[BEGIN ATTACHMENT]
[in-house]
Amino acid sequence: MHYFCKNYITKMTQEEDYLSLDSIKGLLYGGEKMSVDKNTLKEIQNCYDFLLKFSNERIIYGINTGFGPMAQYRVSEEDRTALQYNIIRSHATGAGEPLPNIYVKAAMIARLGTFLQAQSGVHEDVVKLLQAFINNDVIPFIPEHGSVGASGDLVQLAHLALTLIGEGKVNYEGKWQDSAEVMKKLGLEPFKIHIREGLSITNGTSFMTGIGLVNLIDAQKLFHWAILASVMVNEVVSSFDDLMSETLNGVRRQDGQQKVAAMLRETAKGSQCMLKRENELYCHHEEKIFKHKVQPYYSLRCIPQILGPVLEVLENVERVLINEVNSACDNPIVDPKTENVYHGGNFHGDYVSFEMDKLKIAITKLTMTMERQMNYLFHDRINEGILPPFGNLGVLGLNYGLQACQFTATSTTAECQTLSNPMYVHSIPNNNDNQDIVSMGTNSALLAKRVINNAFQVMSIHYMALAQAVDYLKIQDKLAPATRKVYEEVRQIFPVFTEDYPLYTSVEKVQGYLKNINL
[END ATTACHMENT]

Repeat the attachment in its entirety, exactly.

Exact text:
[in-house]
Amino acid sequence: MHYFCKNYITKMTQEEDYLSLDSIKGLLYGGEKMSVDKNTLKEIQNCYDFLLKFSNERIIYGINTGFGPMAQYRVSEEDRTALQYNIIRSHATGAGEPLPNIYVKAAMIARLGTFLQAQSGVHEDVVKLLQAFINNDVIPFIPEHGSVGASGDLVQLAHLALTLIGEGKVNYEGKWQDSAEVMKKLGLEPFKIHIREGLSITNGTSFMTGIGLVNLIDAQKLFHWAILASVMVNEVVSSFDDLMSETLNGVRRQDGQQKVAAMLRETAKGSQCMLKRENELYCHHEEKIFKHKVQPYYSLRCIPQILGPVLEVLENVERVLINEVNSACDNPIVDPKTENVYHGGNFHGDYVSFEMDKLKIAITKLTMTMERQMNYLFHDRINEGILPPFGNLGVLGLNYGLQACQFTATSTTAECQTLSNPMYVHSIPNNNDNQDIVSMGTNSALLAKRVINNAFQVMSIHYMALAQAVDYLKIQDKLAPATRKVYEEVRQIFPVFTEDYPLYTSVEKVQGYLKNINL